Aftermath of elections: what is to be done?

It's noteworthy in this context, that Putin’s program represents the values of the social-democratic, left-of-centre origin. Source: AFP/EastNews

It's noteworthy in this context, that Putin’s program represents the values of the social-democratic, left-of-centre origin. Source: AFP/EastNews

The expectations of change became an independent factor in the political life of Russia. But at the same time both society and authorities reasonably fear a repeat of the chaotic past times.

"What is to be done?" - Russian citizens tend to ask themselves the Lenin's sacramental question after Vladimir Putin’s victory in the presidential elections. The well-known maxim, "The elections have passed, but problems remain to be solved," has withstood the time-test.

It's noteworthy in this context, that Putin’s program represents the values of the social-democratic, left-of-centre origin; it incorporates all the attractive points from Putin's opponents. However, expectations of change have already become an independent factor in the political life of Russia. "God forbid that the euphoria of victory has gone to Putin's head and he will sustain the status quo. If this is the case, then the protests may become more radical than what has been true over the last couple of years, when everyone was waiting for change," notes Andrey Uglanov, a well-known journalist. However, transforming promises into concrete policy decisions has always been quite difficult. Today, the following hierarchy of factors has materialized to impede  the country's movement towards modernization.

First of all, the lack of an intellectual elaboration of the very concept of social change in the initial phase of the post-Soviet period, i.e. in the 1990s, is having an ever greater adverse impact on the efficiency of economic policy. The domestic situation is also deteriorating by the influence of new trends: the Russian economy in its current "liberal" form has stopped responding positively to the persisting price-rise on world markets for raw materials, especially energy resources. It is worth adding, between the lines, that the crisis over Iran cannot continue indefinitely, and in addition the United States, the world-largest energy consumer, is progressively moving towards complete energy security/independence, which will affect world prices  for oil and gas, to the detriment of Russia.

Secondly, public opinion in Russia is becoming increasingly sensitive (or even restive) to the defects of the economic science thinking in terms of inefficient response to new challenges generated by the Revolution in Science and Technology. Over the last two decades, we have had little progress in understanding the nature of our society, of its political-economic and socio-cultural polarization, which, having grown on a daily basis, is threatening the unity and territorial integrity of our country. The desired scheme for solving this pivotal problem has not been elaborated. Thus, to blame the Kremlin exclusively for the lack of  societal progress towards modernization is ahistorical, and thereby incorrect.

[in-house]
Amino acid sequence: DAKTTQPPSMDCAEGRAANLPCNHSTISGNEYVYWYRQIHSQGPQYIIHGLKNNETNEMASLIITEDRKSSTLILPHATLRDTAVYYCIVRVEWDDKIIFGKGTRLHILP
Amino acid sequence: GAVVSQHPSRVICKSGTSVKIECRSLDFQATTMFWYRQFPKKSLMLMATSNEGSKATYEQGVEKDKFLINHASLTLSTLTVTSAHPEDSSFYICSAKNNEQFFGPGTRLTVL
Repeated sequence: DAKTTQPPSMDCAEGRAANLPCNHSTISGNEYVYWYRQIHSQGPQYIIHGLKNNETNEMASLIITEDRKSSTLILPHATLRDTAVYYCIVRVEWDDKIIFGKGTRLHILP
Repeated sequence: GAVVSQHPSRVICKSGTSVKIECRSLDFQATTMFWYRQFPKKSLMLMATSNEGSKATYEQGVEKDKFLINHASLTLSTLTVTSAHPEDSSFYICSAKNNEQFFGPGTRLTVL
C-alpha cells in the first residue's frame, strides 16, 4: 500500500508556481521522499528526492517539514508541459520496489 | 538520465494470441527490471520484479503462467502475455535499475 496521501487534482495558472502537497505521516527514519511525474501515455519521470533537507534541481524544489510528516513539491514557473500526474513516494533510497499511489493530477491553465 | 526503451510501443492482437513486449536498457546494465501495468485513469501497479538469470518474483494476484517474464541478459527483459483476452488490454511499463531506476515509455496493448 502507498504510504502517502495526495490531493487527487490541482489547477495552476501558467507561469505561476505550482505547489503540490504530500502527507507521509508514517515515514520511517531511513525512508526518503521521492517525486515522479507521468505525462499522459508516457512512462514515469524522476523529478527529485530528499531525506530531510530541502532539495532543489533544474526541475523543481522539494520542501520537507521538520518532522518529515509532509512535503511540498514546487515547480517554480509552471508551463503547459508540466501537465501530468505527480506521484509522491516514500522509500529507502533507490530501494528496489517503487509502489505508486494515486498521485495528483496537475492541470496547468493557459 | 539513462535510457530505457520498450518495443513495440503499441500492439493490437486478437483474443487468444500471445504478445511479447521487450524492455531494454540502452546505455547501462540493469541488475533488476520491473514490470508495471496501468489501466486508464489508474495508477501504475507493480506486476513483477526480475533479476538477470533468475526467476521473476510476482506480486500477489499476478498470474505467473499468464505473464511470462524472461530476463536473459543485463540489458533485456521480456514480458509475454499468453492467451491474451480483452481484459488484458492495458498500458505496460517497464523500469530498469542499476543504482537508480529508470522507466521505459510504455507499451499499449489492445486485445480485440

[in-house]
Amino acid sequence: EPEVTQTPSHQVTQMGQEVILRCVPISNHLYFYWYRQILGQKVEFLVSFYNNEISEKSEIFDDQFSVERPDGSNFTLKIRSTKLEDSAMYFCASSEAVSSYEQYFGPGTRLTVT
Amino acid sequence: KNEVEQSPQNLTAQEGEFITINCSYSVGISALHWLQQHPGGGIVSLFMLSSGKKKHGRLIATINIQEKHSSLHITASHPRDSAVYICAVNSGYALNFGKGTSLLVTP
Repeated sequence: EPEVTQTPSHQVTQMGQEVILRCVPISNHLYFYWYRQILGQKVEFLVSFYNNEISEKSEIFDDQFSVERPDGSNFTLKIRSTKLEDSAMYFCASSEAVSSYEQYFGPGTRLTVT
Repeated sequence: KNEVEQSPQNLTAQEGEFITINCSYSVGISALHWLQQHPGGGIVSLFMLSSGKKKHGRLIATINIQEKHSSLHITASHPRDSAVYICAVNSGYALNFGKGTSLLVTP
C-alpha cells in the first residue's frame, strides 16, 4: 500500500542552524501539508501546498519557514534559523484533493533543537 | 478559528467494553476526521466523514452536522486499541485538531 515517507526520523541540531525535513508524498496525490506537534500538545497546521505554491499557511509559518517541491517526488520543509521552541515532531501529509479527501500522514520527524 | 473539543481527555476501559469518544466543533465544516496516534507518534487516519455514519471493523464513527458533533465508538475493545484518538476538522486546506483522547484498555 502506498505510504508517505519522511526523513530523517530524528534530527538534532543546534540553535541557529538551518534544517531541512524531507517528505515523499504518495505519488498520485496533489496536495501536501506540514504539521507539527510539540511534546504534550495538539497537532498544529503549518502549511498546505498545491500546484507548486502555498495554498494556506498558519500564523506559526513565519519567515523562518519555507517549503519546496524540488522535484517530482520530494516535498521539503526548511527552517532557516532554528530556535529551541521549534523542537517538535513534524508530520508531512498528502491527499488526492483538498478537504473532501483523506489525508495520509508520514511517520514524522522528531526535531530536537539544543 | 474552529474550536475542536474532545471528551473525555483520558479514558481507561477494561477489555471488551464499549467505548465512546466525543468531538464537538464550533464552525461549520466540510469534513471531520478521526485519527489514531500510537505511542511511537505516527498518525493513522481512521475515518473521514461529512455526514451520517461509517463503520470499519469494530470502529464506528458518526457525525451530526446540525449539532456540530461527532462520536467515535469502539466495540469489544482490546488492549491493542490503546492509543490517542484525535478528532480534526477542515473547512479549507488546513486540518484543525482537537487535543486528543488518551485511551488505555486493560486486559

Thirdly, the history-inherited feature of Russia, as distinguished from, say, the West, remains the underdevelopment of historical subject of modernization within society. In the West, such a subject of economy and politics is existent in the form of the middle class. In Russia, the middle class, which was created as a by-product of Soviet modernization and became a driving force for democratic reforms in the late 1980s, was virtually dissolved by the "liberal reforms". The main force of modernization in Russia remains the state (the "visionary state," as conceptually addressed by the late Edward Kennedy), on which rests the historic task of rebuilding the middle class, the "engine" of development of any society. We should not forget:  the middle class, which gives rise to ideas of the qualitative transformation of society, is not identical to "the class of owners." By the way, in modern India the middle class is not only the community of more than 300 million people, but it represents the political self-expression of civil society and its institutions, namely public opinion and political parties.

Fourthly, Russia has not overcome the crisis of development, which is a delayed problem, i.e. it is temporarily eased by the persisting high prices for energy resources on a world market. The recent Russian presidential campaign has indirectly confirmed a similar suggestion: almost all figures who sought the presidential office participated quite formally, being confident that in a lingering world and national crisis reforms of an evolutionary, that is institutional and inertial, character do not have any chance of success.